There are definitive rays of hope that Greater Cleveland’s real
estate market is kicking back into high gear with the presidential
election over and the pandemic’s end is in sight (Xiaofan Luo).
It’s as if someone turned the electricity back on and got the gears of Greater Cleveland’s real estate sector turning again. Today, NEOtrans heard from a real estate professional about that surge and began asking around to see if other experts in the business locally were experiencing the same thing. Turns out they were.
The burst of activity has been sudden and significant in recent days, say people employed in various real estate functions be it leasing, buying/selling, land evaluation and construction. These activities are a leading indicator of potential economic growth.
By contrast, the residential real estate market remained active as people moved around in response to the pandemic, including Cleveland gaining new residents from more expensive, coastal markets.
On the commercial side, office tenants are making inquiries of available spaces in downtown buildings. Commercial property users are requesting information about properties available for development and redevelopment from downtown, through Midtown to University Circle. And site preparation for new construction or redevelopment of existing buildings has kicked into a higher gear. Could this be attributable to recent headlines?
“My answer before (we first spoke today), I would say no,” said David Hollister, a managing director in Newmark Group Inc.’s Cleveland office, in a Monday phone interview. “However, since we last spoke I have received two large downtown office inquiries.”
Hollister said the inquires were for spaces ranging from 15,000 to 30,000 square feet, made by firms whom he couldn’t name. Although they had shown casual interest before, they were more serious now.
|Interest in leasing office spaces in downtown Cleveland and
elsewhere is picking up in recent days, brokers say (CBRE).
“Since March, I had just two showings for space at one (downtown office) building,” he said. “Now I’ve had three in just the last 10 days.”
What caused those and other suitors to make their overtures? It’s probably too early to say for certain, but two pieces of major news broke in recent days. One was a resolution of the presidential election, removing a lot of uncertainty from the market. And the real estate market hates uncertainty.
The other piece of big news was the Monday morning announcement by pharmaceutical company Pfizer Inc. that its COVID-19 vaccine has shown a success rate of better than 90 percent in drug trials. Federal approval of the vaccine is expected, allowing it to be manufactured and first administered to health care workers by the end of December and the general public thereafter.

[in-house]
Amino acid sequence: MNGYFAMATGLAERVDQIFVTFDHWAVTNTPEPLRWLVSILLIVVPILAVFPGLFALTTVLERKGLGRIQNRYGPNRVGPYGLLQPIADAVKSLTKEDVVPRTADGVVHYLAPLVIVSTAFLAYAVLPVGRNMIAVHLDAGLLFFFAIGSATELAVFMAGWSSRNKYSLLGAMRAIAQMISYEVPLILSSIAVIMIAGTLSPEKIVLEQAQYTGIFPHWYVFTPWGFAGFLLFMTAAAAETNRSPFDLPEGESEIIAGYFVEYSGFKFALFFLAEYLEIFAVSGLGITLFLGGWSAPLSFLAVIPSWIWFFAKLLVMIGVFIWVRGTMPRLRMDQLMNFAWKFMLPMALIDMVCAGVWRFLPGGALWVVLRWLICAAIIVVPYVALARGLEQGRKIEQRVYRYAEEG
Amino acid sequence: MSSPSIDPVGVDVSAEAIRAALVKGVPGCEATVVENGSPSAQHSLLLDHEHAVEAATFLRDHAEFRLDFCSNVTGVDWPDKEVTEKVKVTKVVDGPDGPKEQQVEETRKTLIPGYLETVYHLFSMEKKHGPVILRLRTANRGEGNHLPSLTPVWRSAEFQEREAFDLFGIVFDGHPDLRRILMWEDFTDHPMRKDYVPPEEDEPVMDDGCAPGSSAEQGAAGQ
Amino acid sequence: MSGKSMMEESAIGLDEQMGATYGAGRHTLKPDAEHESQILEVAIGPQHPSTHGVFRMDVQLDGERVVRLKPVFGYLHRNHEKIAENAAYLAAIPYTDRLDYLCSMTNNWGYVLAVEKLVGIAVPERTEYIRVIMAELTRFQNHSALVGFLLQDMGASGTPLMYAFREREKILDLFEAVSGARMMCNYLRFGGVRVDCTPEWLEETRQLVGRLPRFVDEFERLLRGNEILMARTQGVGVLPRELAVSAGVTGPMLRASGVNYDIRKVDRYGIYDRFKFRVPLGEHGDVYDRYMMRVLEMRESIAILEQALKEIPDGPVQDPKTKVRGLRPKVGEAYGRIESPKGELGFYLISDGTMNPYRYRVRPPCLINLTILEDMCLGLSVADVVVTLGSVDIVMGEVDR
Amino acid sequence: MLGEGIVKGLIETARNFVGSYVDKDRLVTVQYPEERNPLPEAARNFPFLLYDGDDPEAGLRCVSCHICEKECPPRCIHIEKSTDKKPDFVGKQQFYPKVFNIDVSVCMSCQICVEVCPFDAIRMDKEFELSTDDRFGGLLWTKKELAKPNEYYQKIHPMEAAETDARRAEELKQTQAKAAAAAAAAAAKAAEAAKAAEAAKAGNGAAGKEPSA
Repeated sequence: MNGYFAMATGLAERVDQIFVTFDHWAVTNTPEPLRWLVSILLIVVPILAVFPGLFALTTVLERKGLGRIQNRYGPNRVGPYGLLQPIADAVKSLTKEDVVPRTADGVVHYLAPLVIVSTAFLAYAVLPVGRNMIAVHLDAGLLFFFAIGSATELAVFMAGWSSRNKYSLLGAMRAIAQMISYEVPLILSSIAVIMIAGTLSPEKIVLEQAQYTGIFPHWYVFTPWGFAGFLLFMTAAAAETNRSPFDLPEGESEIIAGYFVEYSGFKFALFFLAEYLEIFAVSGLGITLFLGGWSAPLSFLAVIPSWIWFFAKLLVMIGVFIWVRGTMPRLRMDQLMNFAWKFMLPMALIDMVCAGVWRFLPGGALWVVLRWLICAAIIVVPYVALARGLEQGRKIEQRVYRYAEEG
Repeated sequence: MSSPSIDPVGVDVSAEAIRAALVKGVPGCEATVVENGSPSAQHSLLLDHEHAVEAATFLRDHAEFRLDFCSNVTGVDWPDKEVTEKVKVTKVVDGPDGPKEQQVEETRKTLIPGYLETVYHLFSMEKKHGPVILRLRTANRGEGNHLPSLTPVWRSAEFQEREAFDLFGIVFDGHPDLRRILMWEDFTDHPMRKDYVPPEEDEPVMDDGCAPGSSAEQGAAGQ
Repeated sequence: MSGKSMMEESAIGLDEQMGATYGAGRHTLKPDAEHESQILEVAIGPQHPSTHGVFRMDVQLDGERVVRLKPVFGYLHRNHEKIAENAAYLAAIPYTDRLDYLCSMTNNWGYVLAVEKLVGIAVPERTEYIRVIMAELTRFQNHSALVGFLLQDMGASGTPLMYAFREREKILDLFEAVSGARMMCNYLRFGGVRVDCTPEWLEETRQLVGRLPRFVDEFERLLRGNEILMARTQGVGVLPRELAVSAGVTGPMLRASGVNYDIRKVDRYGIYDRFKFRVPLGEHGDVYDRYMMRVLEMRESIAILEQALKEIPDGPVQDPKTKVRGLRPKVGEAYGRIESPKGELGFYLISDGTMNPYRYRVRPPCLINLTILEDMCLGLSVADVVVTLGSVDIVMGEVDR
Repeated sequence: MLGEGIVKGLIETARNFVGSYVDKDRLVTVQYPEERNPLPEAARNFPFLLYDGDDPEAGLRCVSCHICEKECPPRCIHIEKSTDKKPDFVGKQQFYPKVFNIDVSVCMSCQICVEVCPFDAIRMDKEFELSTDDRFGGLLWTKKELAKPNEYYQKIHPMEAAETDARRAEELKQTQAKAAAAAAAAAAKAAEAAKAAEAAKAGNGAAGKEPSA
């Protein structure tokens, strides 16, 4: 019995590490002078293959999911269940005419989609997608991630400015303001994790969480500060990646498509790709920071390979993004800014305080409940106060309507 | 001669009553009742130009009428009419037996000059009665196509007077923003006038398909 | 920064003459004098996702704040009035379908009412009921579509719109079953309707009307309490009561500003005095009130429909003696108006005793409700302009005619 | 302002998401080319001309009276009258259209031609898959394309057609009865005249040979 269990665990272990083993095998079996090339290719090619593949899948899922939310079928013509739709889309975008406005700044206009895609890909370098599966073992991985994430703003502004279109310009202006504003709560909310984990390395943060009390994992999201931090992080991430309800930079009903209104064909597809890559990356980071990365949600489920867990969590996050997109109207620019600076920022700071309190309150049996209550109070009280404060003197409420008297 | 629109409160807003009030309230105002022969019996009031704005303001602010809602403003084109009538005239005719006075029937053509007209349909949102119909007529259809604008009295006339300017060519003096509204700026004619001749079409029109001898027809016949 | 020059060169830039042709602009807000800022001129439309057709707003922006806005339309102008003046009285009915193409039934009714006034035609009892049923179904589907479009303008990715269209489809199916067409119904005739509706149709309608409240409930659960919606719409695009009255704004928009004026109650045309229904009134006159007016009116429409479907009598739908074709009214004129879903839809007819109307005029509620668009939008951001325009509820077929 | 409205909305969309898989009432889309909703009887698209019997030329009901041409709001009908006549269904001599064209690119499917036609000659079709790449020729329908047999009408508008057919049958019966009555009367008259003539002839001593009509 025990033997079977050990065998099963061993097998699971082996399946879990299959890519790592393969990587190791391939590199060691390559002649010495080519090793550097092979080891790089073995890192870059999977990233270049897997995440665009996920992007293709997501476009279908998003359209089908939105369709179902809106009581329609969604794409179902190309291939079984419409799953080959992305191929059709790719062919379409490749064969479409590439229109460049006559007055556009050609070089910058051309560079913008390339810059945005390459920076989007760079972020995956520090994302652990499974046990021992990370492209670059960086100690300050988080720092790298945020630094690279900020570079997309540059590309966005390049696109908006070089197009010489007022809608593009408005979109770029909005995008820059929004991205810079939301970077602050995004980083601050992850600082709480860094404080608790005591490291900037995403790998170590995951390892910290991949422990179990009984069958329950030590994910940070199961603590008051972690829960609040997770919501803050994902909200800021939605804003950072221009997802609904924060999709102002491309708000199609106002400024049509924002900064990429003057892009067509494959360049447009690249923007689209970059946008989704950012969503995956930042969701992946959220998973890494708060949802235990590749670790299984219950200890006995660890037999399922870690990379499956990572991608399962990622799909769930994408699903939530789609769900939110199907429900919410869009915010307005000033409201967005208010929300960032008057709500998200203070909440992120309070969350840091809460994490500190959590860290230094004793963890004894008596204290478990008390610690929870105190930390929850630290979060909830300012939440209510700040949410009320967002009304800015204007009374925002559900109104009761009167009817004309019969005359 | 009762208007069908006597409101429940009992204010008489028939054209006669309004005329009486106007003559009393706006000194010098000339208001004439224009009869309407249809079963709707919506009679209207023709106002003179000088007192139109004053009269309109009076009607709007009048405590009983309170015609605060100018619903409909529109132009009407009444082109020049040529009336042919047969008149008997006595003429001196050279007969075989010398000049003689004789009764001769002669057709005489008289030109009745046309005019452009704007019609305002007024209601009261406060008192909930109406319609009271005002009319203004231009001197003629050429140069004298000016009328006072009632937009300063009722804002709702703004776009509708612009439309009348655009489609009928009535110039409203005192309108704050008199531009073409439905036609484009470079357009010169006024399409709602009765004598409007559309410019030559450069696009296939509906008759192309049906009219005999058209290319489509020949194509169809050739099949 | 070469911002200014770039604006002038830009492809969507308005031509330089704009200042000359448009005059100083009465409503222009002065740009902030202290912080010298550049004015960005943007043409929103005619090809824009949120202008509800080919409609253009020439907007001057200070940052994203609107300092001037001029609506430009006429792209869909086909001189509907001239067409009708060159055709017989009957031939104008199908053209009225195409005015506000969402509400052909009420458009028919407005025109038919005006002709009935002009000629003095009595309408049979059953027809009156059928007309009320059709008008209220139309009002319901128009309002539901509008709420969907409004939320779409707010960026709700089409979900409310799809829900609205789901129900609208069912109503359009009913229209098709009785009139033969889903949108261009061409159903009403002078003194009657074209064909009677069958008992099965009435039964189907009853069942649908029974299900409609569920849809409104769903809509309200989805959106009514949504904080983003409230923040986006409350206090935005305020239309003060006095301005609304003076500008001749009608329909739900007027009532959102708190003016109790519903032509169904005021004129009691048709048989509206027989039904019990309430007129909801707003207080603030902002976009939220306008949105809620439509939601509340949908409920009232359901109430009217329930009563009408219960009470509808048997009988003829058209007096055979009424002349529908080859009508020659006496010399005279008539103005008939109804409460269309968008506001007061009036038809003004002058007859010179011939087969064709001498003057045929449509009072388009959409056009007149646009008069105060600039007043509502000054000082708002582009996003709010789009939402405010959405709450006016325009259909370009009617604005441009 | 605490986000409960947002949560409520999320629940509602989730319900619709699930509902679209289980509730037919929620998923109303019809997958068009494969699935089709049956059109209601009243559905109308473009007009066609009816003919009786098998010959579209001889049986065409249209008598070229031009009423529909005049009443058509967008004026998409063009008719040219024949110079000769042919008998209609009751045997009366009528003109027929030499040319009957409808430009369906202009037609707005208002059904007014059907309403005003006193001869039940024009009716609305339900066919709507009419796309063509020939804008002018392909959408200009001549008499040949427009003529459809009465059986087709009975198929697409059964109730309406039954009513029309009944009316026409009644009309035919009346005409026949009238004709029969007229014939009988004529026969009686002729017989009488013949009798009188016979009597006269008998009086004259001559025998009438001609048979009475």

They are the first solid signs that the pandemic could be under control in the USA in early 2021 and the worst being over in the summer of 2021. With that knowledge, the real estate industry is gearing up in anticipation of that opportunity.
“I can’t derive at any conclusions (from the new office leasing interest) but the timing is certainly interesting,” Hollister said.
Conor Coakley, first vice president of CBRE, Inc.’s Cleveland office, was trying to spend his Monday camping at Dwell Box in Dundee, OH. But the reawakened real estate market kept intruding on his planned peace and quiet.
“It’s ironic that I’m camping with my family today and I’m trying to get off the grid for 24 hours but I keep on getting calls for (site) tour requests, etc.,” Coakley said. But after a pandemic-quieted spring and summer, he added “I’ll take it.”
It wasn’t just the leasing, buying and selling of real estate that saw an uptick. So did the interest in developing or redeveloping properties in Cleveland’s urban core, said the owner of a local environmental company who asked not to be named to protect his clients’ interest.
“For some reason today has been off the charts with a lot of due-diligence inquiries,” he said.”The calls have been about purchasing enviromental remediation and due diligence as well as inquiries about properties in Midtown, Downtown and Uptown.”
Given the timing, he said he suspected that the greater certainty from the wrapping up of the presidential election along with a more definitive end in sight for the pandemic were probably factors.
“I’m hearing from a lot of people trying to close deals,” he added. “This time of year is normally busy but it’s been extremely busy today.”
NEOtrans will keep watching to see if the sudden surge in Greater Cleveland’s real estate activity continues. If you’re aware of any longer term trends in the coming weeks, kindly let us know. We’d like to track it and share it.
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